Release Date: February 1, 2014
Cover Art: Tiffany Lin, Steve Barsotti
Buy LP, at the Seattle Phonographers Union Site
- Building 27
Perri Howard, Steve Peters, Toby Paddock, Doug Haire, Jonathan Way, Dale Loyd, Pete Comley, Christopher DeLaurenti and Steve Barsotti.
Live Recordings: Steve Barsotti
Mastering: Nyberg Mastering
“On this LP, the SPU improvises inside Building 27 and WNP-5; these two remarkable acoustic environments not only transformed our field recordings, but guided these live, unedited improvisations. A decommissioned aircraft hangar at the former Sand Point Naval Air Station, Building 27 melds our sounds with audience footsteps and murmuring, along with, in quieter moments, birds, and nearby water. The unusual skittering slapback echo heard in WNP-5, part of an unfinished nuclear power station, results from gradually narrowing walls and tile-like surfaces inside the cooling tower; sound spirals upwards to the sky.” – Taken from the liner notes, by Christopher DeLaurenti
The Seattle Phonographers Union convenes to explore the ways of recognizing, differentiating, mapping and navigating sonic environments. They move beyond habitual experience of sound and uncover what is foreign in the familiar and familiar about the foreign; to explore what they hear and relearn what they know. Some sounds will be familiar; others less so. Both novel and familiar sounds will be juxtaposed in ways unique to each event. They investigate and enrich both their intuitive and analytical relationships with sound. The goal is not to excite, confuse or entertain per se, but to attend to the world, which is much more detailed and diverse than any one person’s perception of it.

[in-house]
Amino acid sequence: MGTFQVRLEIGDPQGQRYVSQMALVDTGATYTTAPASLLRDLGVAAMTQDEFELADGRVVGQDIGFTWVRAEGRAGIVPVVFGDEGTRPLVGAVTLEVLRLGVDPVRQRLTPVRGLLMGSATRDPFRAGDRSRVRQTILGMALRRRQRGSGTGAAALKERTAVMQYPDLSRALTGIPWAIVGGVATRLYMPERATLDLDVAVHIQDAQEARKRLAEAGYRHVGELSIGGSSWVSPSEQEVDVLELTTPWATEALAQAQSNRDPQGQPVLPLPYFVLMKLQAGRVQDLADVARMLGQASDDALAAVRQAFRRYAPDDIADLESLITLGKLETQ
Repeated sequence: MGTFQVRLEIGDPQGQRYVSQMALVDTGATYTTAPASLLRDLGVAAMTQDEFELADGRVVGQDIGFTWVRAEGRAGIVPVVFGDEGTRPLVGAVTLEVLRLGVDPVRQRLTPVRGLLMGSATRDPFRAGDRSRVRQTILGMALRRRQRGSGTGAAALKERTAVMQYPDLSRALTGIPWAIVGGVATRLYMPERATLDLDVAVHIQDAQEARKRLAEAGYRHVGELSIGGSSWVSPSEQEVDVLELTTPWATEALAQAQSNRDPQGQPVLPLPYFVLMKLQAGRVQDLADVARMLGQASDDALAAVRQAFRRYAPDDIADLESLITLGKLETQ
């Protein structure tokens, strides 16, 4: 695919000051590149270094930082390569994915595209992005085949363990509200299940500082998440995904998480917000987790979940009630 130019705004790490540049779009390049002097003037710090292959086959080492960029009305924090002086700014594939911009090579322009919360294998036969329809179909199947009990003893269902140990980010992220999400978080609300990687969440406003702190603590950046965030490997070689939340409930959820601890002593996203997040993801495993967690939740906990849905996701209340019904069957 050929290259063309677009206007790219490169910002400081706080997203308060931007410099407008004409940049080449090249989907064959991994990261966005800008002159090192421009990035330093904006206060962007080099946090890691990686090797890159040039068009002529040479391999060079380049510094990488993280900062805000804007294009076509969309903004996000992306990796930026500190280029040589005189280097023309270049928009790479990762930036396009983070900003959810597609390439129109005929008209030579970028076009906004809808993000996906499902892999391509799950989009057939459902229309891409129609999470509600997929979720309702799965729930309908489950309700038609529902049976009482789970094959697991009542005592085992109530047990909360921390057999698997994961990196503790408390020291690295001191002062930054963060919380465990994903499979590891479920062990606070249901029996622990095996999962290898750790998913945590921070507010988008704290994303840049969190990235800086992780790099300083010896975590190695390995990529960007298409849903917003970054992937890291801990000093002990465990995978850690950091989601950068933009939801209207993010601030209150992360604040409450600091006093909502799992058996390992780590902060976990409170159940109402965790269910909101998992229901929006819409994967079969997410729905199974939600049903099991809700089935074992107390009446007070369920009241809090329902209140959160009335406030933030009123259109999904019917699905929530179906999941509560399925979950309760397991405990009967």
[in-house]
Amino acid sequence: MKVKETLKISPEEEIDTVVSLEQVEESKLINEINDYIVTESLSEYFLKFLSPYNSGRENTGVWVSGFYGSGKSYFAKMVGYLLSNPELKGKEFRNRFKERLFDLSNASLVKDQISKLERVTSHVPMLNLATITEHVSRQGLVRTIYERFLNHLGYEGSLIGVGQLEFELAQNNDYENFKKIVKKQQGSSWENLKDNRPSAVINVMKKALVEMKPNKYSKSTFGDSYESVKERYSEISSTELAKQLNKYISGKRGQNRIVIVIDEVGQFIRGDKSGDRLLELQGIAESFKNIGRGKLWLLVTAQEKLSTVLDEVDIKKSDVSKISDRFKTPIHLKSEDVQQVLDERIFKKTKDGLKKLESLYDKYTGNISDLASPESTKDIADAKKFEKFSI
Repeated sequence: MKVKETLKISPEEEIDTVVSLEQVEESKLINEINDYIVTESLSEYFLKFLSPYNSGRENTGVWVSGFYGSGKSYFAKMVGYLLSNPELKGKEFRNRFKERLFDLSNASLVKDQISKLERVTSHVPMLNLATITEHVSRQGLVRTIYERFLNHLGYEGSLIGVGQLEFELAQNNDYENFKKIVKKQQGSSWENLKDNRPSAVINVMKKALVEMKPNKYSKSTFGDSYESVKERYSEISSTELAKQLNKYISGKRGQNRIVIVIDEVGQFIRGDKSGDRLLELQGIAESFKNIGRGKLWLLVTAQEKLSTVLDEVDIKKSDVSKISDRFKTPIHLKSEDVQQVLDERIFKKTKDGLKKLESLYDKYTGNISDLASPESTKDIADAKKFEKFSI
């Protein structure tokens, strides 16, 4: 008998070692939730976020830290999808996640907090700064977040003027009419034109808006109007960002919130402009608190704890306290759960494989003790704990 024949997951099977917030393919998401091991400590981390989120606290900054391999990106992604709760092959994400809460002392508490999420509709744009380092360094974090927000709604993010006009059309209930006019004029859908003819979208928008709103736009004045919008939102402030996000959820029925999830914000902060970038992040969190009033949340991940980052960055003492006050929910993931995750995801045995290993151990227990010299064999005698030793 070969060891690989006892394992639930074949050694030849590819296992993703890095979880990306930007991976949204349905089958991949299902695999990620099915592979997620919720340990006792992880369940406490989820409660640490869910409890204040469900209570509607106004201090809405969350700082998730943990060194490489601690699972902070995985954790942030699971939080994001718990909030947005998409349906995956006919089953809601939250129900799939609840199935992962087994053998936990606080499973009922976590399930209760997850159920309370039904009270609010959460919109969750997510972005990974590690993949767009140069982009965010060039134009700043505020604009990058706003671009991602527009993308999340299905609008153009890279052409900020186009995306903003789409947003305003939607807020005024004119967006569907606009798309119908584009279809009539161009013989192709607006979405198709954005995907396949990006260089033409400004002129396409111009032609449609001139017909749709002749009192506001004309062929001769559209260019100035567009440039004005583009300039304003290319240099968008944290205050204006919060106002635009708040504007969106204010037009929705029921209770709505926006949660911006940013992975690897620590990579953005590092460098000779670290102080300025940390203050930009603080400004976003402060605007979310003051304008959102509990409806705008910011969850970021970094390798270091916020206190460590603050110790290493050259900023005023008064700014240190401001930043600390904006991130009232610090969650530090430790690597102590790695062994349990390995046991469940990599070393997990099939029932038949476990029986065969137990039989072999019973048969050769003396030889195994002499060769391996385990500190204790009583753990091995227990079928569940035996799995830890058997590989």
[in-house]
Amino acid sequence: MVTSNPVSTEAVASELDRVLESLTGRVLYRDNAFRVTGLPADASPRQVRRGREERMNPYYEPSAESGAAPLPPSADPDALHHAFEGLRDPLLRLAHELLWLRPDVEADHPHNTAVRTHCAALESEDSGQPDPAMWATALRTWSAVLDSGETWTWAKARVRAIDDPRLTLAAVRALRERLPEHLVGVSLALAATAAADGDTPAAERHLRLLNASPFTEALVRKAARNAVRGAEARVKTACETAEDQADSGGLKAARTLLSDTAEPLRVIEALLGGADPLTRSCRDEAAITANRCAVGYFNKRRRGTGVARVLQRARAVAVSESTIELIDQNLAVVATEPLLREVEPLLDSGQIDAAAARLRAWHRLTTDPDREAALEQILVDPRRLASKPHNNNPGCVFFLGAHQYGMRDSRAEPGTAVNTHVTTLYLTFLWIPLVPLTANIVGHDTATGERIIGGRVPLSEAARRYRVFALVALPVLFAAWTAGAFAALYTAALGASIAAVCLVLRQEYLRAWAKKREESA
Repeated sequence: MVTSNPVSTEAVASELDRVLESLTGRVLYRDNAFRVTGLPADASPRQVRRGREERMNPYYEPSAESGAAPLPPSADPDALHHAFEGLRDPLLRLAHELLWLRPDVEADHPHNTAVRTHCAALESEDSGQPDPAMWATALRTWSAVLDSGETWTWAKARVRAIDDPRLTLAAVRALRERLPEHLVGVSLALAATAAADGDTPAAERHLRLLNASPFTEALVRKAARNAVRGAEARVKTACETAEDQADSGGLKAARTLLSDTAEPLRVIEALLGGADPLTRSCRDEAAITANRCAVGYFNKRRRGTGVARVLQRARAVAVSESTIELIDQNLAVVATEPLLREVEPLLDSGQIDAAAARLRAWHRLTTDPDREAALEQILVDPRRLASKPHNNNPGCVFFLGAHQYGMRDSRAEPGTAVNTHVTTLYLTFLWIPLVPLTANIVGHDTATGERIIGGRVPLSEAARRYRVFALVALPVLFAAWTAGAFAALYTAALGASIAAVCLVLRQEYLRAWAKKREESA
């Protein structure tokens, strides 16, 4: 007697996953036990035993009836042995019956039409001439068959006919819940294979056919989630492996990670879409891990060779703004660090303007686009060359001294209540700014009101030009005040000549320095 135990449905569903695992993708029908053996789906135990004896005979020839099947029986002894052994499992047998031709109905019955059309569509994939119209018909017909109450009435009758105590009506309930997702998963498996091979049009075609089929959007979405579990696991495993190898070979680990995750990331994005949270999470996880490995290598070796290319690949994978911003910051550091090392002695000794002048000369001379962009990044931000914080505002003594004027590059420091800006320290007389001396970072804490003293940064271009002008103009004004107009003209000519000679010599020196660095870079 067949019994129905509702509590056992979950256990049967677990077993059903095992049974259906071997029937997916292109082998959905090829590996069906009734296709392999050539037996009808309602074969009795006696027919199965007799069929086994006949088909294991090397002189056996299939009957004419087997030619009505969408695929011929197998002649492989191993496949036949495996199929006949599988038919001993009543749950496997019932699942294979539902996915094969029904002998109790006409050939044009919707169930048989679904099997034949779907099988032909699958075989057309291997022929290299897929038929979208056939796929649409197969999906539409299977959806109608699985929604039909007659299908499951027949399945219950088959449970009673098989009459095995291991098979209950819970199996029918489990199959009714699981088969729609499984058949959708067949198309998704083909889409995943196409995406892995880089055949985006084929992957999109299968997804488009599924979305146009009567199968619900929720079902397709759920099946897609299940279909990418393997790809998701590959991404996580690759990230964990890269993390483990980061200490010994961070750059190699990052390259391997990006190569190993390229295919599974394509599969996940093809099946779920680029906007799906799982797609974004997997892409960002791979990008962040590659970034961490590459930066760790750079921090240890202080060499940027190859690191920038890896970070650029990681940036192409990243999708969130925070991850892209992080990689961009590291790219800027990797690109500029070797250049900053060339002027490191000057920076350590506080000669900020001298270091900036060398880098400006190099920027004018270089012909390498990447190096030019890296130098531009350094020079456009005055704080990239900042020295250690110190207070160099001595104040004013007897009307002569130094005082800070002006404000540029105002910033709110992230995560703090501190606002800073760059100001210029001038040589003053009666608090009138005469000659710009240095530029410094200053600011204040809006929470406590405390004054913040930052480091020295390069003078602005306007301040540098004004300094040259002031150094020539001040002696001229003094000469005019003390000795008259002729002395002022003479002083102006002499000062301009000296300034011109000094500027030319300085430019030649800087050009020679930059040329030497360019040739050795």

Gapplegate Classical-Modern Music Review:
Perhaps many miles away from yesterday’s Bach Masses is the Seattle Phonographers Union and their Building 27 WNP-5 (Prefecture 009). And yet they are both part of a continuum in their own way, from the “staunchly classic” to the frankly experimental.
The Seattle Phonographers Union is a group of folks each with a laptop filled with field recordings. They perform in organically ambient enclosures, in this case two man-made buildings. One, Building 27, is a decommissioned aircraft hanger. The other, WNP-5, is a partially completed cooling tower for a nuclear power plant. Each has very distinctive, contrasting reverberation characteristics.
Each gets its own side on this resonant LP. The field recordings are chosen and EQ’d for playback in these marvelously ambient spaces. It is improvisational in that the players choose spontaneously what they see fit for the performance, in a way similar to Cage’s Variations IV where Cage and Tudor chose records in an improvisatory way to excerpt in real time for playback in the performance space. In the Seattle Phonographers case though the ambient environment at hand alters the sounds–be they those of cicadas, a steam hammer, or what have you, so that they are recognizable in various degrees, sometimes virtually impossible to pinpoint as to source with the transformations and combinations.
The results are fascinating, more noise that tone but all vaguely or even uneasily “natural” sounding as the sound sculptures evolve.
Is this music? Well by now that’s readily apparent for those immersed in avant guard doings over the years. Then, is it any good? Yes! As long as you don’t try to pin it down as to whether these are a group of budding Bachs or more ingenuous aural engineering compatriots. They are no doubt somewhere in between.
No matter how you scratch it (and since this is an LP, you try not to scratch it at all), the album makes for a study in exotic sound mixed in with the very familiar, which might include the footsteps of the audience in the space or birds flying overhead.